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Archive for June, 2013

How CDs and DVDs Can Impact the Environment

Friday, June 28th, 2013

The environment is a hot topic now-a-days.

How are you helping or hurting the environment with your duplication or replication of CDs?

Working with CDs and DVDs has an impact on the environment and it is important to understand how you are impacting the world around you. Not only that, but you must realise the various ways you can counteract the damage that you put on the environment due to your use of CDs or DVDs.

How are you impacting the environment?

Whenever you create a CD you build one kilogram of carbon dioxide that is released into the atmosphere.

Unfortunately most people don’t think that this will affect much. However, since the world’s population is so large, 2,455,000 metric tons of carbon dioxide are created every year from the combination of people’s CD creation.

This statistic is just from the music industry alone. With the addition of promotional CDs, DVD movies, computer games and everything else that is used on CDs the numbers most likely double.

The aftermath

What happens to a CD after you dispose of it?

They typically end up in a landfill. Due to their makeup, they cannot be recycled. In fact, if they are accidentally recycled they can damage the equipment that is used to recycle materials.

An alternative

Polylactic acid (PLA) is a great alternative to the plastic used in CDs. It is biodegradable and can reduce the effect of typical plastics used in CDs.

The material used in CD cases is also a great burden on the environment. In order to counteract the effects of CD cases, you can use PLA cases. You can also use cases that are made out of paper that many music producers have used to create CDs. The only problem with using paper cases is that they are not as durable as the usual plastic cases.

What can you do?

Every small act helps. If you would like to prevent the problems of CD pollution you can send your CDs to private companies who recycle them. A great CD recycling company in the UK is Polymer Recycling Ltd.

You can also choose to work with environmentally friendly companies when choosing your CD duplication and replication options. There are many options out there, but don’t forget that Duplication Centre recycles its packaging materials, so it is an environmentally responsible choice for CDs.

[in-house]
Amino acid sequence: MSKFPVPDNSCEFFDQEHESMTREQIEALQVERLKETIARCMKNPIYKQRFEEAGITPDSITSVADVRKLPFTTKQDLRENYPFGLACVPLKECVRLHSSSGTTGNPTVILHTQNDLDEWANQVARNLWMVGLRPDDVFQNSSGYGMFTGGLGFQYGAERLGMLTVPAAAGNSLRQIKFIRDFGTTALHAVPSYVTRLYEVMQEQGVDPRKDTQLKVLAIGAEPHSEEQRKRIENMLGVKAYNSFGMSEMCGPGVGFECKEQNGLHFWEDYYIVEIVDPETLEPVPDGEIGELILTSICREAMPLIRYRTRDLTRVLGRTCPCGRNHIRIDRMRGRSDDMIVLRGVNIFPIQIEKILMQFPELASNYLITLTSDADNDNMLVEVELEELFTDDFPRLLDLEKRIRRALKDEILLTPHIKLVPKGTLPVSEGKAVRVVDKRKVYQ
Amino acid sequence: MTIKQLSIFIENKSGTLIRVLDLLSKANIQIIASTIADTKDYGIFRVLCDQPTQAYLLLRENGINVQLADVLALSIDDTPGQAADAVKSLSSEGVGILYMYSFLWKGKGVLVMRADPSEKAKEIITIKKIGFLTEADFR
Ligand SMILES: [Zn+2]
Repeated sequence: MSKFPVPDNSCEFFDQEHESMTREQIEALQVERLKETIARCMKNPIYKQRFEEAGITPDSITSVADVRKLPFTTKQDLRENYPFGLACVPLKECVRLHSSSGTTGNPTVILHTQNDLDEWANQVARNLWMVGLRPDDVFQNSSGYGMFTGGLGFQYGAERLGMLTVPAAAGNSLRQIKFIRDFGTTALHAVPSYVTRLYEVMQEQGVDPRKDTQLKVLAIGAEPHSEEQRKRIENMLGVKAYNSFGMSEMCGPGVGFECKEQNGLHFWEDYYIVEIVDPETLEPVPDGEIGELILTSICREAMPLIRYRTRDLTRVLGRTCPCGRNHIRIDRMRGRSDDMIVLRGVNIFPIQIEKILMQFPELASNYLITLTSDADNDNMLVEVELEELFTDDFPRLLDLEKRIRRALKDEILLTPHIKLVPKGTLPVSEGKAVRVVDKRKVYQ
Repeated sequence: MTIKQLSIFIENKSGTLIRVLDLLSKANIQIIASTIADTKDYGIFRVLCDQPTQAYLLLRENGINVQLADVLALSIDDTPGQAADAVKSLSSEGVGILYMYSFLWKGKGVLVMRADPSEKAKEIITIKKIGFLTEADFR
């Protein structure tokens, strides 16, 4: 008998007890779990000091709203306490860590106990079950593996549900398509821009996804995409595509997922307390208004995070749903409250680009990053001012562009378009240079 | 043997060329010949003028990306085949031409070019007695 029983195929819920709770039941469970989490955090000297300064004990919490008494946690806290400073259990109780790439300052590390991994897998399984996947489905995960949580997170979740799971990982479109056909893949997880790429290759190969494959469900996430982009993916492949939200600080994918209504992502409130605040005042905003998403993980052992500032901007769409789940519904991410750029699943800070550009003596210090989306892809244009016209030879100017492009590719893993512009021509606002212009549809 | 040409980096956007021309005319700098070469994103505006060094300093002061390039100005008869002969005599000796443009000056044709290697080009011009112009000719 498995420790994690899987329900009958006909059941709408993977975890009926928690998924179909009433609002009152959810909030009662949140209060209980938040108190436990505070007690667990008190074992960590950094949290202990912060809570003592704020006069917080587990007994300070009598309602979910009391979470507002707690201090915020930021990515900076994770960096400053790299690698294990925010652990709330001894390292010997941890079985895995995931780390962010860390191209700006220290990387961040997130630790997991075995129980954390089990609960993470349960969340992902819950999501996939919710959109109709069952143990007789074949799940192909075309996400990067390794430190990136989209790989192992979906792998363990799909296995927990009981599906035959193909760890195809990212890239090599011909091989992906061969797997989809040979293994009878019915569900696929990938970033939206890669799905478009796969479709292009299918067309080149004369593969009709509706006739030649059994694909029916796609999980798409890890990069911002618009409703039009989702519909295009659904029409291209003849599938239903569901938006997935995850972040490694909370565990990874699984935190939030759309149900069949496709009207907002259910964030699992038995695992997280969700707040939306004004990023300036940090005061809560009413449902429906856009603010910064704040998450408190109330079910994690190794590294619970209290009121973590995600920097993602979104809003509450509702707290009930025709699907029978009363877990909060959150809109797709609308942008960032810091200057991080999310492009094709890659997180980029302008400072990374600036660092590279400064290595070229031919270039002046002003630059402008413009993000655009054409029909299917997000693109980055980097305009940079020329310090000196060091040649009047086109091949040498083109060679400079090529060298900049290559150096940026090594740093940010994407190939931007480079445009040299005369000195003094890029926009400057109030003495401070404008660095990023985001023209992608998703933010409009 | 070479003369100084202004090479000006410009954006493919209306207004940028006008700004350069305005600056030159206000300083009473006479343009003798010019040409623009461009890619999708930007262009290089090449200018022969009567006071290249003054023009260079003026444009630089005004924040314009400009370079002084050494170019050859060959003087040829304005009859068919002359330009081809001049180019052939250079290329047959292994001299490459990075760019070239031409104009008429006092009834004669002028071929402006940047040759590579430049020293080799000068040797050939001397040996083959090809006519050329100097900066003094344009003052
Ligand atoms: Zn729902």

A History of the Compact Disc

Monday, June 10th, 2013

The compact disc, or CD, was developed as a result of the evolution of LaserDisc technology. Both Philips and Sony scurried to develop prototypes during the 1970s and they later worked together to produce a standard format and player which was eventually made available to the public in 1982.

The Dawn

The origin of the CD has many stories and several trailblazers to thank for experimenting and figuring out ways to make a disk like the CD available to the public. Although many people claim different inventors of the CD, the early credit should go to three men: Emil Berliner for his proving that flat discs work better for transmitting sounds than the round phonograph, Thomas Edison for his invention of the gramophone record and Antonio Rubbianifor his experimentation with digital video.

However the actual CD was not produced until L.Ottens constructed a team of seven people to create an audio disc that produced a better sound quality than the vinyl record. They set out in 1974 and eventually developed a lab that allowed for more testing and prototypes than ever expected.

The original thought was to develop a CD that had a diameter of 20cm, however this was later changed to 11.5cm to match the diagonal length of a cassette tape.

During that time, Sony joined the race by displaying an optical audio disc in the fall of 1976.

Joining forces

In 1976, Philips and Sony created a joint task force of experts and engineers to create a brand new disc. The task force was headed by ToshitadaDoi and KeesSchouhamerImmink, and after a year of testing, they released the Red Book CD-DA standard which was released in 1980 and later recognised as the international standard in 1987.

The small team was split by representatives from each company and each person was there for their own area of expertise. Representatives from Sony focused on error-correction and Philips representatives focused primarily on the manufacturing process.

The first CDs and players

Langenhagen, Germany was the sight of where the first CD was pressed. The Poydor Pressing Operations plant created the CD with a recording of Richard Strauss’s EineAlpensisfonie. Mass production began in 1982. The first musical album to be release on CD was Billy Joel’s 52nd street, which was sold beside Sony’s brand new CD player CDP-101. This release occurred on October 1, 1982 and led to an explosion of sales in CDs and CD players.

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